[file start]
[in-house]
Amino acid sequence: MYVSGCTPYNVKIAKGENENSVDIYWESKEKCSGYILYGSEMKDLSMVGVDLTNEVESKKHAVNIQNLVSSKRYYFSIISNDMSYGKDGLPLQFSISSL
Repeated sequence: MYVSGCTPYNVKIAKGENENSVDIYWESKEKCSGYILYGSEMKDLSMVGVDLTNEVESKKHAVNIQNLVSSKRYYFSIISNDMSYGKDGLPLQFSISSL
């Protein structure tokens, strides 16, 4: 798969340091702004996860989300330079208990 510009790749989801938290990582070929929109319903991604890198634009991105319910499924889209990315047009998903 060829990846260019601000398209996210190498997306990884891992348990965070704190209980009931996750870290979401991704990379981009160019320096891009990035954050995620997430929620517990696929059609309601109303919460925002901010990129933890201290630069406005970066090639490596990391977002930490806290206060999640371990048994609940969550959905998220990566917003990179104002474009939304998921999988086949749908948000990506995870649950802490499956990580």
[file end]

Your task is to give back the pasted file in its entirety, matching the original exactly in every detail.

[in-house]
Amino acid sequence: MYVSGCTPYNVKIAKGENENSVDIYWESKEKCSGYILYGSEMKDLSMVGVDLTNEVESKKHAVNIQNLVSSKRYYFSIISNDMSYGKDGLPLQFSISSL
Repeated sequence: MYVSGCTPYNVKIAKGENENSVDIYWESKEKCSGYILYGSEMKDLSMVGVDLTNEVESKKHAVNIQNLVSSKRYYFSIISNDMSYGKDGLPLQFSISSL
């Protein structure tokens, strides 16, 4: 798969340091702004996860989300330079208990 510009790749989801938290990582070929929109319903991604890198634009991105319910499924889209990315047009998903 060829990846260019601000398209996210190498997306990884891992348990965070704190209980009931996750870290979401991704990379981009160019320096891009990035954050995620997430929620517990696929059609309601109303919460925002901010990129933890201290630069406005970066090639490596990391977002930490806290206060999640371990048994609940969550959905998220990566917003990179104002474009939304998921999988086949749908948000990506995870649950802490499956990580």